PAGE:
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Sensor comparison

The imaging sensor is at the core of digital cameras and its size is one of the main determining factors of image quality. All other things equal, a large sensor will have larger individual pixel-units that offer better low-light sensitivity, wider dynamic range, and richer color-depth than smaller pixels in a sensor of the same technological generation. Further, a large sensor camera will give the photographer additional creative options when using shallow depth-of-field to isolate a subject from its background. On the downside, larger sensors are more costly to manufacture and tend to lead to bigger and heavier cameras and lenses.

Of the two cameras under consideration, the Leica C-LUX features an one-inch sensor and the Nikon Z50 an APS-C sensor. The sensor area in the Z50 is 218 percent bigger. As a result of these sensor size differences, the cameras have a format factor of, respectively, 2.7 and 1.5. Both cameras have a native aspect ratio (sensor width to sensor height) of 3:2.

Technology-wise, both cameras are equipped with CMOS (Complementary Metal–Oxide–Semiconductor) sensors.

Leica C-LUX and Nikon Z50 sensor measures

With 20.7MP, the Z50 offers a higher resolution than the C-LUX (20MP), but the Z50 nevertheless has larger individual pixels (pixel pitch of 4.22μm versus 2.41μm for the C-LUX) due to its larger sensor. Moreover, the Z50 is a somewhat more recent model (by 1 year and 3 months) than the C-LUX, and its sensor might have benefitted from technological advances during this time that further enhance the light gathering capacity of its pixel-units. Coming back to sensor resolution, it should be mentioned that the Z50 has no anti-alias filter installed, so that it can capture all the detail its sensor resolves.

The Z50 has on-sensor phase detect pixels, which results in fast and reliable autofocus acquisition even during live view operation.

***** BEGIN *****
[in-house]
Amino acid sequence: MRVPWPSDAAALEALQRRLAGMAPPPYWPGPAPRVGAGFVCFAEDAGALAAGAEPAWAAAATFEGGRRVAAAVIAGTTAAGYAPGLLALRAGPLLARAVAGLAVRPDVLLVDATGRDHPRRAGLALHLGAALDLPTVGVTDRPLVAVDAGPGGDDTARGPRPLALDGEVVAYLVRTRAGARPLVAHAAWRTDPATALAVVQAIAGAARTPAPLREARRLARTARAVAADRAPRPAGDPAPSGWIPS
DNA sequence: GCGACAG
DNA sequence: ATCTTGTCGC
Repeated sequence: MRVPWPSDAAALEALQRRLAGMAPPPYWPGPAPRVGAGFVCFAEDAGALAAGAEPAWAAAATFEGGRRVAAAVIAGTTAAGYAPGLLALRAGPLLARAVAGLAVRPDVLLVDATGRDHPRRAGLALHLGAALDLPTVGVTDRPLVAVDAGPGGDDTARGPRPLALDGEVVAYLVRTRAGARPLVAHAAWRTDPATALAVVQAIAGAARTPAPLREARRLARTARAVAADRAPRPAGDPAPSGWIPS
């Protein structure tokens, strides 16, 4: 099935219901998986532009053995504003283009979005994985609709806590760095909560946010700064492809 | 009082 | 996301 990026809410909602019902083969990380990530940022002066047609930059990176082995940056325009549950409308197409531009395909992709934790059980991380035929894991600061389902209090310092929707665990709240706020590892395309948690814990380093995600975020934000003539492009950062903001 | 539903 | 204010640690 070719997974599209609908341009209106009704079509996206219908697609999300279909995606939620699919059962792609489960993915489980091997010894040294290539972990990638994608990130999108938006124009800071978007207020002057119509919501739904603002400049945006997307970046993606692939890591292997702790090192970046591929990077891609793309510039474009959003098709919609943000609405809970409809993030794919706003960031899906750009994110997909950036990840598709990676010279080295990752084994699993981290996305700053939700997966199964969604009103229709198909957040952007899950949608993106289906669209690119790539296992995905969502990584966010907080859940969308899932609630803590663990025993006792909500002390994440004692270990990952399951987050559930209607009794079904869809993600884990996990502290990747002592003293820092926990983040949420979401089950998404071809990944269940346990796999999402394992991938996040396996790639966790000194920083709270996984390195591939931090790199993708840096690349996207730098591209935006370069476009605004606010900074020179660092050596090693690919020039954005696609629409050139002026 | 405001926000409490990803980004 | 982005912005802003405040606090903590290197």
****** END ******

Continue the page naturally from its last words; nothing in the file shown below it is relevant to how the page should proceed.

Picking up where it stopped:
The Leica C-LUX has a native sensitivity range from ISO 125 to ISO 12800, which can be extended to ISO 80-25600. The corresponding ISO settings for the Nikon Z50 are ISO 100 to ISO 51200, with the possibility to increase the ISO range to 100-204800.

C-LUX versus Z50 MP

Since 2007, DXO Mark has published sensor performance measurements that have been derived using a consistent methodology. This service assesses and scores the color depth ("DXO Portrait"), dynamic range ("DXO Landscape"), and low-light sensitivity ("DXO Sports") of camera sensors, and also publishes an overall camera score. The following table provides an overview of the physical sensor characteristics, as well as the sensor quality measurements for a selection of comparators.

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Sensor Characteristics
    Camera
Model
Sensor
Class
Resolution
(MP)
Horiz.
Pixels
Vert.
Pixels
Video
Format
DXO
Portrait
DXO
Landscape
DXO
Sports
DXO
Overall
1.
 
Leica C-LUX 1-inch 20.0 5472 36484K/30p...... ..
2.
 
Nikon Z50 APS-C 20.7 5568 37124K/30p...... ..
3.
 
Canon G5 X Mark II 1-inch 20.0 5472 36484K/30p...... ..
4.
 
Leica V-LUX 5 1-inch 20.0 5472 36484K/30p...... ..
5.
 
Leica D-LUX 7 Four Thirds 16.8 4736 35524K/30p...... ..
6.
 
Nikon D5500 APS-C 24.0 6000 40001080/60p24.114.01438 84
7.
 
Nikon D5300 APS-C 24.0 6000 40001080/60p24.013.91338 83
8.
 
Panasonic FZ1000 II 1-inch 20.0 5472 36484K/30p...... ..
9.
 
Panasonic LX100 II Four Thirds 16.8 4736 35524K/30p...... ..
10.
 
Panasonic FZ1000 1-inch 20.0 5472 36484K/30p22.111.7517 64
11.
 
Sony A6400 APS-C 24.0 6000 40004K/30p2413.61431 83
12.
 
Sony RX100 VII 1-inch 20.0 5472 36484K/30p21.812.4418 63
13.
 
Sony A6100 APS-C 24.0 6000 40004K/30p...... ..
14.
 
Sony RX100 VI 1-inch 20.0 5472 36484K/30p...... ..
15.
 
Sony A6300 APS-C 24.0 6000 40004K/30p24.413.71437 85
16.
 
Sony RX100 V 1-inch 20.0 5472 36484K/30p22.812.4586 70
17.
 
Sony RX100 IV 1-inch 20.0 5472 36484K/30p22.812.6591 70

Many modern cameras cannot only take still pictures, but also record videos. The two cameras under consideration both have sensors whose read-out speed is fast enough to capture moving pictures, and both provide the same movie specifications (4K/30p).

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Feature comparison

Apart from body and sensor, cameras can and do differ across a variety of features. The two cameras under review are similar with respect to both having an electronic viewfinder. However, the one in the Z50 offers a slightly higher resolution than the one in the C-LUX (2360k vs 2330k dots). The following table reports on some other key feature differences and similarities of the Leica C-LUX, the Nikon Z50, and comparable cameras.

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Core Features
    Camera
Model
Viewfinder
(Type or
000 dots)